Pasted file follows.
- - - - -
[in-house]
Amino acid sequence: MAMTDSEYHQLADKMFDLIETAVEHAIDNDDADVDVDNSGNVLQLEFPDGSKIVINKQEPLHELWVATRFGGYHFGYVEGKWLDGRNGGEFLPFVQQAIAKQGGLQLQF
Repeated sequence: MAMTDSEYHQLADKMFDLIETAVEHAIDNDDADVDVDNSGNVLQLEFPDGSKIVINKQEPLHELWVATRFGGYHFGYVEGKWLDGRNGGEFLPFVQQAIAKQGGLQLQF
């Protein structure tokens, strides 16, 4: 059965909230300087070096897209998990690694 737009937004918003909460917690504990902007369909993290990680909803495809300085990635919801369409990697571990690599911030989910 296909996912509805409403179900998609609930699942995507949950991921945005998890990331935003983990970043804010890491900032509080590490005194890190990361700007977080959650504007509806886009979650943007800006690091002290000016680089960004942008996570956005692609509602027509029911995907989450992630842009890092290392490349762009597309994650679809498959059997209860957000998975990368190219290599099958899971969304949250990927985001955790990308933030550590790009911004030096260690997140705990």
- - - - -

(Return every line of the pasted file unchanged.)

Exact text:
[in-house]
Amino acid sequence: MAMTDSEYHQLADKMFDLIETAVEHAIDNDDADVDVDNSGNVLQLEFPDGSKIVINKQEPLHELWVATRFGGYHFGYVEGKWLDGRNGGEFLPFVQQAIAKQGGLQLQF
Repeated sequence: MAMTDSEYHQLADKMFDLIETAVEHAIDNDDADVDVDNSGNVLQLEFPDGSKIVINKQEPLHELWVATRFGGYHFGYVEGKWLDGRNGGEFLPFVQQAIAKQGGLQLQF
């Protein structure tokens, strides 16, 4: 059965909230300087070096897209998990690694 737009937004918003909460917690504990902007369909993290990680909803495809300085990635919801369409990697571990690599911030989910 296909996912509805409403179900998609609930699942995507949950991921945005998890990331935003983990970043804010890491900032509080590490005194890190990361700007977080959650504007509806886009979650943007800006690091002290000016680089960004942008996570956005692609509602027509029911995907989450992630842009890092290392490349762009597309994650679809498959059997209860957000998975990368190219290599099958899971969304949250990927985001955790990308933030550590790009911004030096260690997140705990």